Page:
The main radiologic differential diagnosis of such an aggressive osteolytic lesion is rhabdomyosarcoma, although the soft tissue component is larger there. An advanced cholesteatoma is less of a diagnostic trap because of the mismatch between the petrous involvement and that of the ossicles, which is moderate or absent. Other differential diagnoses include mastoiditis, lymphoma and metastases [9,10]. However, extensive osteolysis as well as extensive soft tissue damage is usually not seen in mastoiditis. Metastases, as with rhabdomyosarcoma, should be considered in the presence of neurological manifestations such as deafness, vertigo or damage to the cranial nerves which rarely occur in histiocytosis [11].

Thus the radiological appearance of Langerhans histiocytosisis not always typical, even typical, it is not pathognomonic. Only histological examination can make the definitive diagnosis. Its discovery requires a radiological extension workup in order to assess the degree of dissemination of the condition and to better specify the therapeutic indications.These are skeletal x-rays or even cross-sectional examinations, targeted according to clinical or biological evocative signs, namely a cervico-thoraco-abdomino-pelvic scan, a brain MRI, an ultrasound or even a hepatobiliary MRI. Bone scintigraphy has a debated role, because while it allows an examination of the whole body, it is less sensitive than x-rays, except for certain locations such as the base of the skull and of course does not allow an accurate anatomical analysis.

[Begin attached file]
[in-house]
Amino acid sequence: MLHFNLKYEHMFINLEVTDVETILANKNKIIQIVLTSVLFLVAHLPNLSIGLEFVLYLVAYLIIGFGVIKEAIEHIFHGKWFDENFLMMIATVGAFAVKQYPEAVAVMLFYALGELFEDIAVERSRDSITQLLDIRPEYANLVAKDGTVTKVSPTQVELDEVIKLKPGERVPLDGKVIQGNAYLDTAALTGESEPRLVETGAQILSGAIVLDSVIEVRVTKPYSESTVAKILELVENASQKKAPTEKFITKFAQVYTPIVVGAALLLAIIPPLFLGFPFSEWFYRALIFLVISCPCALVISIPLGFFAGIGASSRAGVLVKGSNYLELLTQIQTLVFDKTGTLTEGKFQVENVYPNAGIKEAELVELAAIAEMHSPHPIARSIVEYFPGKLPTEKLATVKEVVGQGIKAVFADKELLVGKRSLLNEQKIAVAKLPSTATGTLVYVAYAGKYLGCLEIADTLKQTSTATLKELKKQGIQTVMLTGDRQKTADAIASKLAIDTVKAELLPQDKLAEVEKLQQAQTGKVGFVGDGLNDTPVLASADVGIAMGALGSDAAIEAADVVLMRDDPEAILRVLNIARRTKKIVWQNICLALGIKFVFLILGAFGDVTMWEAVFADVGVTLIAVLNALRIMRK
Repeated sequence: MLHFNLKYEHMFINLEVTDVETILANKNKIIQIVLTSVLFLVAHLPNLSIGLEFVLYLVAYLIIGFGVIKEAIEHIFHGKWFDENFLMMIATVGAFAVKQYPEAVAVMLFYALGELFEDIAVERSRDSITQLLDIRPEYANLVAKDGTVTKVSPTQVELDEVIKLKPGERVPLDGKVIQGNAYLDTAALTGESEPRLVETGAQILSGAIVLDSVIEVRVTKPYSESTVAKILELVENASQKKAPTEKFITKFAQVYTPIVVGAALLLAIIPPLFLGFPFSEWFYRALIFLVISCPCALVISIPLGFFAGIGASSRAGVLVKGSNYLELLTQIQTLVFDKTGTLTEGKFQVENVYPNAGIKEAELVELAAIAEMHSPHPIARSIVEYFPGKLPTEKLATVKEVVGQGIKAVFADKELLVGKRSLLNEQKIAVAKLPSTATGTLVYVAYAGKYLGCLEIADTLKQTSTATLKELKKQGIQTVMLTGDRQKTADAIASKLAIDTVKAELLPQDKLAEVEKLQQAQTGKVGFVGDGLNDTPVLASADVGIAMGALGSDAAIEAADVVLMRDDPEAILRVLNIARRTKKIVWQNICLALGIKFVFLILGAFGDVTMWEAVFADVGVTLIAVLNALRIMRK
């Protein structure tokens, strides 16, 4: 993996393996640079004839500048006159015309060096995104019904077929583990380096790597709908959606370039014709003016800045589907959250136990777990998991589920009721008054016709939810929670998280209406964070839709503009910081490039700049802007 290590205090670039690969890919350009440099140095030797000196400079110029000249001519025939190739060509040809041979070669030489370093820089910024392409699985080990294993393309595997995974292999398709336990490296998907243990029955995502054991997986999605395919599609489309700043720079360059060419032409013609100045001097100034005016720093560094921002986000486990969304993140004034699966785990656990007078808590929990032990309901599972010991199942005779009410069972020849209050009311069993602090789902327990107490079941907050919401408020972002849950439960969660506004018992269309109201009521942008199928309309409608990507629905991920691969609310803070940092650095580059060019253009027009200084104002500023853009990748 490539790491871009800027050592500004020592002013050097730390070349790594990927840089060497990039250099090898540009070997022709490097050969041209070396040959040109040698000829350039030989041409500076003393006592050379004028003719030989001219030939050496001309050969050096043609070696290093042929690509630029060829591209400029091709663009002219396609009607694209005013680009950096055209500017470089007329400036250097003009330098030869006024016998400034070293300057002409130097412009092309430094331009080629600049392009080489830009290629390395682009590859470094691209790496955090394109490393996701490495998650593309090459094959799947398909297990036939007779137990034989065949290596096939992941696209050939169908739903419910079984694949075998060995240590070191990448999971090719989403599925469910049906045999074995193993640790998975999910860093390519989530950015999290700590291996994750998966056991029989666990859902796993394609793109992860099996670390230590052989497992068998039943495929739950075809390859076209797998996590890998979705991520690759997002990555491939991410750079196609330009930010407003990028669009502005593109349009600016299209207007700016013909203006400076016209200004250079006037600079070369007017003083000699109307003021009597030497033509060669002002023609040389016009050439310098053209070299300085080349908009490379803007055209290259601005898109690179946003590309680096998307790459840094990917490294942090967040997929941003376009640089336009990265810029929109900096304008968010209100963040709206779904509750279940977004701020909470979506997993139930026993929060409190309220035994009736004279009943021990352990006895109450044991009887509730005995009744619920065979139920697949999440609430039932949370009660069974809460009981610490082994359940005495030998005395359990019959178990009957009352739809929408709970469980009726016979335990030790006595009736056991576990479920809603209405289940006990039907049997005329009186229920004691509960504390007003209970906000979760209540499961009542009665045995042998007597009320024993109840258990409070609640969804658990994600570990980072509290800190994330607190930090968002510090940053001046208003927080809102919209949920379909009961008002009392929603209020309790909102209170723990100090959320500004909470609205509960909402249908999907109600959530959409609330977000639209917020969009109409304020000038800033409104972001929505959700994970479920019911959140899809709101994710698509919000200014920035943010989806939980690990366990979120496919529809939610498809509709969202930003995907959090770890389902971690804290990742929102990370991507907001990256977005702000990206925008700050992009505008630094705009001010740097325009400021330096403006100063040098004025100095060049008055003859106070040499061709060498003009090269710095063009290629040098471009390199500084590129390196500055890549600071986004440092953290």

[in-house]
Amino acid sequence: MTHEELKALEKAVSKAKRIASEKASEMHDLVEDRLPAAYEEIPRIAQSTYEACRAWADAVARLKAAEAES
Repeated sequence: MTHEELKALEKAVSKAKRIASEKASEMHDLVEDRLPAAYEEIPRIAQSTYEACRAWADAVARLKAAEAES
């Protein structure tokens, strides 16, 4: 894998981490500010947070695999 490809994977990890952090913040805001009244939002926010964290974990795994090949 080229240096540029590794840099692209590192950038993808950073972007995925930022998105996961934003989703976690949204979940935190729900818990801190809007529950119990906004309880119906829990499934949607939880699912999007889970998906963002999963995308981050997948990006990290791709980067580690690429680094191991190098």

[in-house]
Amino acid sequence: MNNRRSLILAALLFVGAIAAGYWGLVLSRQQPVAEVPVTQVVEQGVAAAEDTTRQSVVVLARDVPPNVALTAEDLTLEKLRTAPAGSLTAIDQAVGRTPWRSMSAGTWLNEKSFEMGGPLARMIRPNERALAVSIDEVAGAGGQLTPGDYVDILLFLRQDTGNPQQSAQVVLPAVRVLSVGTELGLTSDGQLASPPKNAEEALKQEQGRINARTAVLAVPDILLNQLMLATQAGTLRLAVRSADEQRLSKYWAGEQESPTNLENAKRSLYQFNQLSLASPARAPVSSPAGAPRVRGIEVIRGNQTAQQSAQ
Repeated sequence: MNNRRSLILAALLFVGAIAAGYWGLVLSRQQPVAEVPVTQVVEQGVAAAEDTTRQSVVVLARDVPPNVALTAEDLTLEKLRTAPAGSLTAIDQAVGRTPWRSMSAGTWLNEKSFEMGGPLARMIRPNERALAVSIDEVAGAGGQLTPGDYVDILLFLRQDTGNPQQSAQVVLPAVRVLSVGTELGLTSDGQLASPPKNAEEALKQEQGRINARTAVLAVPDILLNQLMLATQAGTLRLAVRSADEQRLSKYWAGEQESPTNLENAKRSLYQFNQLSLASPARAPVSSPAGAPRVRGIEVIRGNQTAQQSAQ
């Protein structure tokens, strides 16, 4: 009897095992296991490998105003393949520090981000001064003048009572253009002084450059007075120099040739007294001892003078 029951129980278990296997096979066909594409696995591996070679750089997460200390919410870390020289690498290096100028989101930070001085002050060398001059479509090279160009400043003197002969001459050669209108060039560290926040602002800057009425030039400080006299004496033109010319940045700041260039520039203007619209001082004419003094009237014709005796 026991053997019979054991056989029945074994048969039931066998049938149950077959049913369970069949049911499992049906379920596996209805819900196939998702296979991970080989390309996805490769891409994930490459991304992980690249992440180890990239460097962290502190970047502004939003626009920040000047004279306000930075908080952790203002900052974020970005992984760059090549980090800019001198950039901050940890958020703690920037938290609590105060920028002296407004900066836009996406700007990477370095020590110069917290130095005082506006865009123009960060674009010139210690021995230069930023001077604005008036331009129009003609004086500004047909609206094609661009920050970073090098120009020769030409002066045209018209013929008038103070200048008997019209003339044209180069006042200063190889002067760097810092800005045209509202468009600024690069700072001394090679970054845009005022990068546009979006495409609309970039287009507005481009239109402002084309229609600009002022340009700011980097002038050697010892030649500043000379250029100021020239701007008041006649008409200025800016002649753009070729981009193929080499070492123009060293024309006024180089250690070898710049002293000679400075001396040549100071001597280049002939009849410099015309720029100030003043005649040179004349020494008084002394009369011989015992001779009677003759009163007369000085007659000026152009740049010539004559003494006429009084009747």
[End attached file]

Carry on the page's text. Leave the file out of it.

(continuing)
Conclusion

Langerhans histiocytosis is renown by its clinical polymorphism. The bone involvement, particularly of the temporal bone is characterized by lytic lesions of varying aggressiveness. Sectional imaging plays an important role in the diagnostic approach. Computed tomography confirms the presence of osteolysis, assesses the extent of the lesion and helps in biopsy guidance. In addition, MRI can be used to determine the extent of the tumor and its intracranial extension.

 

Conflicts of Interest

We declare not to have any conflicts.

 

Author’s contribution

Germaine NIYITANGA, MD: Conception of the work, Drafting the work, Author corresponding

Claude Merveille KYAABAMBU, MD: Acquisition of images, rereading.

Ibtissam ZOUITA, Professor: Critically for important intellectual content, approval

Dounia BASRAOUI, Professor: Revising, Approval

Hicham JALAL, Professor: Revising, Approval

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Citation: Niyitanga G, Kyabaambu CM, Zouita I, Basraoui D, Jalal H (2021) Langerhans Histiocytosis of the Temporal Bone: A Case Report. Open J Case Rep. 2: 146.